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The Divine Comedy – Our Mutual Friend

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It’s odd how certain pop acts are labelled as being too clever for their own good, with a perception that everything they do somehow comes dripping with a certain amount of irony, designed only for a few select people to get. It’s an accusation that’s been levelled at Pet Shop Boys a few times over the years and also at today’s subject, The Divine Comedy. It’s quite, quite unfair really, and I suspect it’s a result of both Neil Tennant and Neil Hannon possessing a faintly headmaster-ish, recitative style of vocal delivery that sometimes make you want to check if your shirt is buttoned up properly.

Of course all this talk of irony masks the fact that both are in fact two of the most sincere songwriters we have. I don’t think I’ve ever heard either of them trot out the standard “this is my most personal album yet” line, even though a lot of their lyrics are actually pretty revealing – though you do of course have to pay attention. To me, they’re just being British about it, brought up not to talk about these things with strangers.

What I’m really saying is that it is good to have gentlemen in pop, and in Neil Hannon that’s exactly what we have. It’s nothing to do with poshness, more politeness. And when you’re being polite you can get away with so much more. Let’s not forget that The Divine Comedy is one of the few bands to have enjoyed a top ten hit with the word ‘arse’ in it.

With politeness in mind, here then is 2004’s Our Mutual Friend.

The thing I love so much about this song is how it takes a thoroughly commonplace tale of a disastrous, booze fuelled nightclub hook-up and, through one of the most beautiful arrangements I’ve ever heard, treats it like one of the great tragedies of our time – which is of course how these things feel when they’re happening. If you strip it back to just the story element and then imagine, say, Liam Gallagher sneering his way through it, it would be quite an unpleasant, grubby little vignette – though funnily enough I now really want to hear this version – but Neil’s controlled, quiet delivery, which only spills over into bellowed, prolonged anguish on the final “no longer then / Is he our mutual…friend” makes everything just…well…classy. The music that accompanies it follows the same path as the narrator – so well mannered to begin with, the orchestra sounding like expertly pulled heartstrings, the beat only emerging – exquisitely – at 0:44, exactly when Neil sings the word ‘beat’ (this bit gives me the chills). The strings flutter around the excruciating moments of awkwardness – drunken conversation that seems more meaningful than it is, bad pick up lines, falling over – and they build in such a way that you’re never quite sure if you’re going to get a happy ending or utter disaster. The answer comes at 3:12 and of course it’s the latter: the worst kind of betrayal, discovered on a hungover trip to the toilet.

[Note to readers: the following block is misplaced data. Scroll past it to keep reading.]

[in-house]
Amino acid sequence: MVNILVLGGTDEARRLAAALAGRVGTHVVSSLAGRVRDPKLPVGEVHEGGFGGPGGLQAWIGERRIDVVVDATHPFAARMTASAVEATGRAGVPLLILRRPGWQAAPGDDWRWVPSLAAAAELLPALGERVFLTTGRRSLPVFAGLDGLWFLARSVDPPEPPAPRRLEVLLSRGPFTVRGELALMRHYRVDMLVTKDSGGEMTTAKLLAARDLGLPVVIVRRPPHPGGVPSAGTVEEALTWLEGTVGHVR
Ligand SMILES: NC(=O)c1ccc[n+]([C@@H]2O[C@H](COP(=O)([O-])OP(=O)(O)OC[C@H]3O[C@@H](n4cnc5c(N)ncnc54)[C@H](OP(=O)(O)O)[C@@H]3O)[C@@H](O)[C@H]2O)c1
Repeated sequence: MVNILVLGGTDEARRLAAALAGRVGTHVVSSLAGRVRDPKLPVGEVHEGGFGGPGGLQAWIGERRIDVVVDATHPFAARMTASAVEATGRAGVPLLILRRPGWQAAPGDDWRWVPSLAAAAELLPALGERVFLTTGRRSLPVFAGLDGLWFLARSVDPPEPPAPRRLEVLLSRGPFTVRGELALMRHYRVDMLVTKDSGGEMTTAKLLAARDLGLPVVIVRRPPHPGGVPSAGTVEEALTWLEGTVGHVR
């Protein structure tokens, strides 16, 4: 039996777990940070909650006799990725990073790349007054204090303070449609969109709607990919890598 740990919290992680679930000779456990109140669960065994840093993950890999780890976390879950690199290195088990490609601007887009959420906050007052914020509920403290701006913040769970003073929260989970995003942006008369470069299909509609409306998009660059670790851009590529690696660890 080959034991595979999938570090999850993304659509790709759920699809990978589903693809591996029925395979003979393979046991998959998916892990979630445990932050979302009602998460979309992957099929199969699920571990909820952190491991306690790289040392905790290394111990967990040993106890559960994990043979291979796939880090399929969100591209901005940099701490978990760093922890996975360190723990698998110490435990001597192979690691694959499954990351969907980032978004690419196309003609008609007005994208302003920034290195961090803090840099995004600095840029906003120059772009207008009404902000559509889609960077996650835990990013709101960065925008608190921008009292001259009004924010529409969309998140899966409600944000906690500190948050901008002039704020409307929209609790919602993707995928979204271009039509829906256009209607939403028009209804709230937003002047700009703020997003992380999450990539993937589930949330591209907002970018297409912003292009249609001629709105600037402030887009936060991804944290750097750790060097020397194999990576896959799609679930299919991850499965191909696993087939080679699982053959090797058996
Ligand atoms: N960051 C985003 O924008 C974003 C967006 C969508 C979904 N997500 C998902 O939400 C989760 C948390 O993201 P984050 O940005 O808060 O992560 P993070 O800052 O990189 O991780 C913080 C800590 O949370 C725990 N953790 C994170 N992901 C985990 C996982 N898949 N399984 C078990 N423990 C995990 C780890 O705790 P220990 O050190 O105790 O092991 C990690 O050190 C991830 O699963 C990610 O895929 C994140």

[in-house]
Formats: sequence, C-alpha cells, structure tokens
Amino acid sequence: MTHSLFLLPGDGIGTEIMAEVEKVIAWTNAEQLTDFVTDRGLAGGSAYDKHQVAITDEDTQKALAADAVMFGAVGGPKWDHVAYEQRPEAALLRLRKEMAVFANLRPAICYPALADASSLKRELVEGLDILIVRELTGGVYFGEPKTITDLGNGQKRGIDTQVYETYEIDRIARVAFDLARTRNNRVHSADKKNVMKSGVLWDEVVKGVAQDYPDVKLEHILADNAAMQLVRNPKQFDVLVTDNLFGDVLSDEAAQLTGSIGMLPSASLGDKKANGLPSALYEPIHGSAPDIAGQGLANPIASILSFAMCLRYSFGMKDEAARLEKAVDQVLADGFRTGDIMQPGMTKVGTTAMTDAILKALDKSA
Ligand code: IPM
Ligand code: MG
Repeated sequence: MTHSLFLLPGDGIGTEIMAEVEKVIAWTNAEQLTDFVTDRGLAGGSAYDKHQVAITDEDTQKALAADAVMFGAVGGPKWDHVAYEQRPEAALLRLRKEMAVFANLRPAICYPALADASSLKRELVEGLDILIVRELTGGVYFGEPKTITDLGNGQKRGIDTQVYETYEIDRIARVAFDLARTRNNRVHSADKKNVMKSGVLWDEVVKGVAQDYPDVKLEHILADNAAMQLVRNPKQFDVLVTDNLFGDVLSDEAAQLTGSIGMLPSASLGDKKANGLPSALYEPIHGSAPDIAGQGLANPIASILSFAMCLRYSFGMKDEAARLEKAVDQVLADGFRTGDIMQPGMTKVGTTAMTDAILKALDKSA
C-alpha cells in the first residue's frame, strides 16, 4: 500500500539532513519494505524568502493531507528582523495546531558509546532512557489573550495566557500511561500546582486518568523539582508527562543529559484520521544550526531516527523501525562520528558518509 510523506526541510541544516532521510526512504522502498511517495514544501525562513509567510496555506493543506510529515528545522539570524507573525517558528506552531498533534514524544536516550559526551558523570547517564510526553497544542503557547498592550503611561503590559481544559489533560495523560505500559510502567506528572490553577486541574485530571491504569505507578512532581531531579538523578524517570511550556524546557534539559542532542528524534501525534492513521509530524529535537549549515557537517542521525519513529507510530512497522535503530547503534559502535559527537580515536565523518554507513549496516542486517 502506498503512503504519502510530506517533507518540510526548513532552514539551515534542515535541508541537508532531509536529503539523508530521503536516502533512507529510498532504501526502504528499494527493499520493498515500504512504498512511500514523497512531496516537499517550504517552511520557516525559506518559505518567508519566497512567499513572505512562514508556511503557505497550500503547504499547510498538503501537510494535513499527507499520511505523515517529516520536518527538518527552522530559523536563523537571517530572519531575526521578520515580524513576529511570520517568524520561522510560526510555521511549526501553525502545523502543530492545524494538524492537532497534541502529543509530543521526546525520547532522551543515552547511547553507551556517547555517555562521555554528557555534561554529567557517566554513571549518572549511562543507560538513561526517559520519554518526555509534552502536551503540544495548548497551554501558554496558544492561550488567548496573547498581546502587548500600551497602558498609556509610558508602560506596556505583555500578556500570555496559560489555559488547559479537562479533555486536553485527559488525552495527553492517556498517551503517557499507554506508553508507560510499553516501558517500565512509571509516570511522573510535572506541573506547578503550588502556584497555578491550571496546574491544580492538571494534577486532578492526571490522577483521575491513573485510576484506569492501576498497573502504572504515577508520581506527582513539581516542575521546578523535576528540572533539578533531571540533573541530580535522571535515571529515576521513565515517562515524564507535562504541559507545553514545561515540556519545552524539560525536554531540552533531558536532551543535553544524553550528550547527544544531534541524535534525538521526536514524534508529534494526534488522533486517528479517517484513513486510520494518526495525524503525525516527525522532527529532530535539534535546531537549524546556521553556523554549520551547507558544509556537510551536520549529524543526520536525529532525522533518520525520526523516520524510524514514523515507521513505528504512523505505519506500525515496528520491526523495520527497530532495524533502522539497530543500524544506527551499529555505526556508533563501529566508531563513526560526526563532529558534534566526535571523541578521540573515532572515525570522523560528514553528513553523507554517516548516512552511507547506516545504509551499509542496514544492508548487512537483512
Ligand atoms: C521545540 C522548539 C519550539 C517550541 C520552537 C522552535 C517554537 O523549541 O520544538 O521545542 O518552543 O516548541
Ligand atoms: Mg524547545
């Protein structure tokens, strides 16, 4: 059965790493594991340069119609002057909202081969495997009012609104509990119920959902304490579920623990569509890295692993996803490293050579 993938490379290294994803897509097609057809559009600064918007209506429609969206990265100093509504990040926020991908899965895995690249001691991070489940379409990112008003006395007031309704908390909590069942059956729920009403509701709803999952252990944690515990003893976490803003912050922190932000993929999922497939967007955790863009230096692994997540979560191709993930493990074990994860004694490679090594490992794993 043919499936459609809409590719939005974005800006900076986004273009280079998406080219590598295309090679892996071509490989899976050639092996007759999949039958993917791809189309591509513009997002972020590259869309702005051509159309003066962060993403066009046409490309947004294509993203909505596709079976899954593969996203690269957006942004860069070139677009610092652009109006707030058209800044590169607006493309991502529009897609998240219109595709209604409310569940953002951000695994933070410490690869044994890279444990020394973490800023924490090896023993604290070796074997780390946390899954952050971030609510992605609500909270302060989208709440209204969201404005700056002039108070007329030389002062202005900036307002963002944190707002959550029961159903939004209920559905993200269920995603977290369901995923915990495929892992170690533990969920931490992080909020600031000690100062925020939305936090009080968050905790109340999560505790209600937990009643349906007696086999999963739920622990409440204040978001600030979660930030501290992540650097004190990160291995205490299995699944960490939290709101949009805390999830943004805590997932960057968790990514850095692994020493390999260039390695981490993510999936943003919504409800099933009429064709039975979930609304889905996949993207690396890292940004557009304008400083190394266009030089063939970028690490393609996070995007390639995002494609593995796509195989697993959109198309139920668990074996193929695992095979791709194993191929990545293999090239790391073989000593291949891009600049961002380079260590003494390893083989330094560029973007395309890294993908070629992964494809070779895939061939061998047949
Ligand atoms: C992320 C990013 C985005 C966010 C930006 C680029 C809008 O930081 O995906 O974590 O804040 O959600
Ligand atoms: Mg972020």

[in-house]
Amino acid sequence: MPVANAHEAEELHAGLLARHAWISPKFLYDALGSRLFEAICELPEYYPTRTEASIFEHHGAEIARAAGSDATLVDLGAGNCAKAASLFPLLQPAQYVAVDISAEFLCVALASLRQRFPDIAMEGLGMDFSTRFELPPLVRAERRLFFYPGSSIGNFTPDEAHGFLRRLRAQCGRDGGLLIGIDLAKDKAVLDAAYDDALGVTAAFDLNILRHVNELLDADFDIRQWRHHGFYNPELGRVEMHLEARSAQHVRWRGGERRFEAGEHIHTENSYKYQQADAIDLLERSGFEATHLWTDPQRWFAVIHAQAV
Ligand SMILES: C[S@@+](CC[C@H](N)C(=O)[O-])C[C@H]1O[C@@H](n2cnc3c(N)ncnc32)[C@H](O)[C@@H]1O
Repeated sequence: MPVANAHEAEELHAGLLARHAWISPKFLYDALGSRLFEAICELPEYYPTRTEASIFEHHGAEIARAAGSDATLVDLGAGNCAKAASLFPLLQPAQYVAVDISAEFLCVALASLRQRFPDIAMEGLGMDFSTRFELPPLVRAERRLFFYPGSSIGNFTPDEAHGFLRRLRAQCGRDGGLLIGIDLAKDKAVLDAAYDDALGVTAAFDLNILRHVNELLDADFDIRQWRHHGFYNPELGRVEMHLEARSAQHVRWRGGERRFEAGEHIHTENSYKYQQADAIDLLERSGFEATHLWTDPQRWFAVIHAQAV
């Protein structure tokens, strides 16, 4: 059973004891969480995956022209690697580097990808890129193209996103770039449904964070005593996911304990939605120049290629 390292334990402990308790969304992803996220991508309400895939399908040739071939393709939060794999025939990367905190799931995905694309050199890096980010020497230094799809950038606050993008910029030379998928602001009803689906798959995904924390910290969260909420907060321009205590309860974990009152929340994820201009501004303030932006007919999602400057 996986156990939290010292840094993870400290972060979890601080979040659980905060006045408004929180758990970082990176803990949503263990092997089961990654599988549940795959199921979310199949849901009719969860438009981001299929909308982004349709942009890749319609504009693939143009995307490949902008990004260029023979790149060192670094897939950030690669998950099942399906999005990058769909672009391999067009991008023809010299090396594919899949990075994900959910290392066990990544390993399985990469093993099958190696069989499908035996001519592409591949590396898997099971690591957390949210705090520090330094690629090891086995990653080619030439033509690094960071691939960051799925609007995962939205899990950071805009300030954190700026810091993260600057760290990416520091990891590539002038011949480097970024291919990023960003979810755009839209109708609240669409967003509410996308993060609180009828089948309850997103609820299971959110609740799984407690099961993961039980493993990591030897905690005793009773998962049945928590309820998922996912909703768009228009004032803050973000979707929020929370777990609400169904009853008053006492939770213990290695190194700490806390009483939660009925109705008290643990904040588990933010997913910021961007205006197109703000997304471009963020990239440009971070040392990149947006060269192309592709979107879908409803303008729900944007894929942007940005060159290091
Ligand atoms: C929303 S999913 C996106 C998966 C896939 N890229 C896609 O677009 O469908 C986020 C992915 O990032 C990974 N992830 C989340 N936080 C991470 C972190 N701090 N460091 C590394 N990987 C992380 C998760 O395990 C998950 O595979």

At this point Neil hands the rest of the story over entirely to Joby Talbot and the orchestra – an unusual move, and one that very few pop songs have the balls to make (off the top of my head, only the original version of Wuthering Heights does it too). Our Mutual Friend runs on for almost two full minutes after Neil stops singing, and it is the most glorious two minutes – the strings climb and fall with dashed hope, the percussion taps away resentfully, the woodwind and brass mourn what could have been. Who needs words?

I doubt that Our Mutual Friend was ever really considered for a single release – any edit to make it radio friendly would mean cutting off that completely necessary ending – but surely I can’t be alone in thinking that it’s a beautiful song that speaks to everyone? Haven’t we all at some point woken up somewhere strange after a drunken night that we vow to never speak of again? Given a chance, I think this one might have been a surprise hit.

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Who could sing this today and have a hit? Can’t get a Liam Gallagher version out of my head now.

13 Comments »

      • On the original demo (a b-side, I forget which release), he does sing ‘the sun ain’t gonna shine anymore’, but a rights issue meant it had to be changed for commercial release.

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      • What I heard was Neil wanted to use the line, “The Sun Ain’t Gonna Shine Anymore” by The Walker Brothers, but the record company that has the rights to it refused to let him reference the song. So the revised line has a double meaning, in that sense. Kind of funny, because on that same album’s ending track, he uses the line, “and breaking up is so very hard to do”, which references another Walker Bros song, Make It Easy On Yourself

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  1. Will You, by Hazel O’Connor, is a similarly affecting story written from a female perspective – and also has an extended and beautiful instrumental ending.

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  2. Thanks for posting! I must admit that my Divine Comedy knowledge was limited to National Express, Something for the Weekend and Becoming More Like Alfie, so it’s great to find another song by them that’s so great. I love Neil’s voice, you instantly know it’s him as soon as you hear it 🙂

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